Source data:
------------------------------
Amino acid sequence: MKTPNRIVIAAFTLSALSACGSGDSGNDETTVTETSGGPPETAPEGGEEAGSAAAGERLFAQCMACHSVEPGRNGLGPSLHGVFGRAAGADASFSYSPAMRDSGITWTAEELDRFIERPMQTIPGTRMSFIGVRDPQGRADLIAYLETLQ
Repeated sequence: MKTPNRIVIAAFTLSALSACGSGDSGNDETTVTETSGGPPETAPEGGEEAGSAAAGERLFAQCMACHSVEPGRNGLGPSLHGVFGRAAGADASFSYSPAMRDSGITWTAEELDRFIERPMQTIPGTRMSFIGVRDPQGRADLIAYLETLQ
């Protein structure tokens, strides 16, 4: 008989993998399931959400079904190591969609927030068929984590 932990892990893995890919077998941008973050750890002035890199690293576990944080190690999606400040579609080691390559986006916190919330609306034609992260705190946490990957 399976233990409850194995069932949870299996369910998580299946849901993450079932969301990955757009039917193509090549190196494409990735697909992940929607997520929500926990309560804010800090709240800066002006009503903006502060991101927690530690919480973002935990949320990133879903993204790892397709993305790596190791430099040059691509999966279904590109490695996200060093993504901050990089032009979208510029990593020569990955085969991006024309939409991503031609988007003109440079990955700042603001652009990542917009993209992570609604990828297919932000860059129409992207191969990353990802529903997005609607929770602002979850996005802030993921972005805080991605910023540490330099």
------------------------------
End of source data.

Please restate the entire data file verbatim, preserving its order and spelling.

Amino acid sequence: MKTPNRIVIAAFTLSALSACGSGDSGNDETTVTETSGGPPETAPEGGEEAGSAAAGERLFAQCMACHSVEPGRNGLGPSLHGVFGRAAGADASFSYSPAMRDSGITWTAEELDRFIERPMQTIPGTRMSFIGVRDPQGRADLIAYLETLQ
Repeated sequence: MKTPNRIVIAAFTLSALSACGSGDSGNDETTVTETSGGPPETAPEGGEEAGSAAAGERLFAQCMACHSVEPGRNGLGPSLHGVFGRAAGADASFSYSPAMRDSGITWTAEELDRFIERPMQTIPGTRMSFIGVRDPQGRADLIAYLETLQ
């Protein structure tokens, strides 16, 4: 008989993998399931959400079904190591969609927030068929984590 932990892990893995890919077998941008973050750890002035890199690293576990944080190690999606400040579609080691390559986006916190919330609306034609992260705190946490990957 399976233990409850194995069932949870299996369910998580299946849901993450079932969301990955757009039917193509090549190196494409990735697909992940929607997520929500926990309560804010800090709240800066002006009503903006502060991101927690530690919480973002935990949320990133879903993204790892397709993305790596190791430099040059691509999966279904590109490695996200060093993504901050990089032009979208510029990593020569990955085969991006024309939409991503031609988007003109440079990955700042603001652009990542917009993209992570609604990828297919932000860059129409992207191969990353990802529903997005609607929770602002979850996005802030993921972005805080991605910023540490330099």